You’ve been using
Hash#fetch and are happy with it.
You also know that you can specify default return value in case key you are looking for is not present in hash.
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Line 3 and 5 return the same result so what’s the difference you may ask? Lets use a complex method for a default value
which takes a couple of seconds to process. We will simulate slowness with
sleep. Here is a code with
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expensive_method gets executed in argument - key present benchmark blocking everything for 3+ seconds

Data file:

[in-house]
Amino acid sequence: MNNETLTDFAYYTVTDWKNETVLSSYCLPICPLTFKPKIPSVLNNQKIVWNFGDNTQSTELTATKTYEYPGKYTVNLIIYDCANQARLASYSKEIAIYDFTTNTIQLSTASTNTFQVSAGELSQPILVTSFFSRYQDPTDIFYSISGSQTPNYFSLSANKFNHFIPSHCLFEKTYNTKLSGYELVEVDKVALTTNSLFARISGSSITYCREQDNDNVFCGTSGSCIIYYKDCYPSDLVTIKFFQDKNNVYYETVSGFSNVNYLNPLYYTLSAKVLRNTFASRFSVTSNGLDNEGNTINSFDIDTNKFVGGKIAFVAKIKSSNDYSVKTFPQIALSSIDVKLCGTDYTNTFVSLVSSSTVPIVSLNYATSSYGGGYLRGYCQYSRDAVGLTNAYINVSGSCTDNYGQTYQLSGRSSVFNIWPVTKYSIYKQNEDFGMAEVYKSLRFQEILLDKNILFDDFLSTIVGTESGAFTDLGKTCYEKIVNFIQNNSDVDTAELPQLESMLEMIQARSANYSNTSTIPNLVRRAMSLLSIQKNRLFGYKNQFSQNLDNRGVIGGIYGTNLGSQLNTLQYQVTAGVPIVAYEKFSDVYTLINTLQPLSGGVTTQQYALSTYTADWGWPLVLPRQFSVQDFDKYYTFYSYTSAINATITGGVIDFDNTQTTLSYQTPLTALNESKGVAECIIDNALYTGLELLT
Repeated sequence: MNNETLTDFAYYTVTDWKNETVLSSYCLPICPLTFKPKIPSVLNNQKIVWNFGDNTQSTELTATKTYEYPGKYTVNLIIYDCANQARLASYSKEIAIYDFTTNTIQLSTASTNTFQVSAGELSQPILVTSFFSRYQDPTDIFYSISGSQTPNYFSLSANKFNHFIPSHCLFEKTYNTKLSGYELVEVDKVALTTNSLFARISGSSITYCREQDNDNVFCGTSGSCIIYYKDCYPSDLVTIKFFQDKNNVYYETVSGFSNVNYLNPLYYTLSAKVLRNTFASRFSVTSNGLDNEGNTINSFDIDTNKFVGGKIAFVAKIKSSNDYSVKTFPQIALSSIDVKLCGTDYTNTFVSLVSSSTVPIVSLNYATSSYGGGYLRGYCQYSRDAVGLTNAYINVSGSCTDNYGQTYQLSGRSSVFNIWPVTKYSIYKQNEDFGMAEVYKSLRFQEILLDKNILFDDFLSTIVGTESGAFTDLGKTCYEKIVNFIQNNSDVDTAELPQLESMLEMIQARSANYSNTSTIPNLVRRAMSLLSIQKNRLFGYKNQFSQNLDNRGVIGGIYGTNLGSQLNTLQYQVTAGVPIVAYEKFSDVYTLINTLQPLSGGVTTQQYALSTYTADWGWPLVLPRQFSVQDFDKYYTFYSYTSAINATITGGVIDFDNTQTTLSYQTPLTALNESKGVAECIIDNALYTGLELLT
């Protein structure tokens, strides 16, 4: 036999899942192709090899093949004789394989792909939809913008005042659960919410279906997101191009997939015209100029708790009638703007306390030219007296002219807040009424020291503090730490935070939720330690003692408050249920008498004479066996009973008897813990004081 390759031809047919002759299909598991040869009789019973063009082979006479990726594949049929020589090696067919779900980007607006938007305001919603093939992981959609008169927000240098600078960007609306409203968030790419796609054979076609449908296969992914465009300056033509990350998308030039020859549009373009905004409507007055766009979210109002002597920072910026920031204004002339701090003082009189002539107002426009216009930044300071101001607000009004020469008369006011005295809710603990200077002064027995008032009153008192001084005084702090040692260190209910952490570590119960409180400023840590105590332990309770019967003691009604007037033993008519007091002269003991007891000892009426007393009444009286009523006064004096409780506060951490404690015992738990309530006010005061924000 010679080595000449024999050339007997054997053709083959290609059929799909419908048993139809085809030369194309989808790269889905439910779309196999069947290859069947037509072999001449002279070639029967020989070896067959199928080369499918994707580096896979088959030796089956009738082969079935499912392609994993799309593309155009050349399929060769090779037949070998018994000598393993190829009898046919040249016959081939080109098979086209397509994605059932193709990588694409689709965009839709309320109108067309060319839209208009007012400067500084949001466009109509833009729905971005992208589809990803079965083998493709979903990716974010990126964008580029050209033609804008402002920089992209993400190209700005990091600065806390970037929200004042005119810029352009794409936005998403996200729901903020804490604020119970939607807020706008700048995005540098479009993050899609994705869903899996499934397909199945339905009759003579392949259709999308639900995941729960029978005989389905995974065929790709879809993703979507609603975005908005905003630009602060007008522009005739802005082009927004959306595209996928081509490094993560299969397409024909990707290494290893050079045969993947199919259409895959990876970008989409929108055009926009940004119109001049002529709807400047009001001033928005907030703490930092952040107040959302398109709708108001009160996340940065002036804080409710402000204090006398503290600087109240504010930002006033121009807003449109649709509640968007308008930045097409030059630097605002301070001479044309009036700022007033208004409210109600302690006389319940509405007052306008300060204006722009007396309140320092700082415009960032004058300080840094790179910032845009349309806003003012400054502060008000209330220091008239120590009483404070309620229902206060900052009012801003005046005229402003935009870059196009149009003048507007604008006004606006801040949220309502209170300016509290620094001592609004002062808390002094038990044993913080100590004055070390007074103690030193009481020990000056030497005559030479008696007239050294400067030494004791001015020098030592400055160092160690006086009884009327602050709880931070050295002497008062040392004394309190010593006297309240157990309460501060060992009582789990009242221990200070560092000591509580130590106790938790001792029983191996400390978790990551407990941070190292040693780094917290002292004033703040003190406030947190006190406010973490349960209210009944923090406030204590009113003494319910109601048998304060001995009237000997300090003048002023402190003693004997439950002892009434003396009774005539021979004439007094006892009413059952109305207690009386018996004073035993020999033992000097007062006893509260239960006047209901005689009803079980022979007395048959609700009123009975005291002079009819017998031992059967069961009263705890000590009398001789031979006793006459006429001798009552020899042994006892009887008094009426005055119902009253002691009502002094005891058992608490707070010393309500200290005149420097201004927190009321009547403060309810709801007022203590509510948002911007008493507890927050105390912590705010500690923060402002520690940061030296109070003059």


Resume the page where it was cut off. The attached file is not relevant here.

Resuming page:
:test key is present. We want
expensive_method to be run only when
:test key is not present and that is
why you should use block when specifying default value. Block gets executed only when the key is not present as opposed to argument
version which always executes
expensive_method no matter if the key is present or not. While this probably won’t bite most of
you, I still think it is good to know about this “gotcha”.
I learned about this while watching one of the RubyTapas episodes. RubyTapas are short screencasts related to Ruby by Avdi Grimm. If you’re not subscribed to this resource I highly encourage you to do so - knowledge bombs Avdi keeps dropping are really invaluable.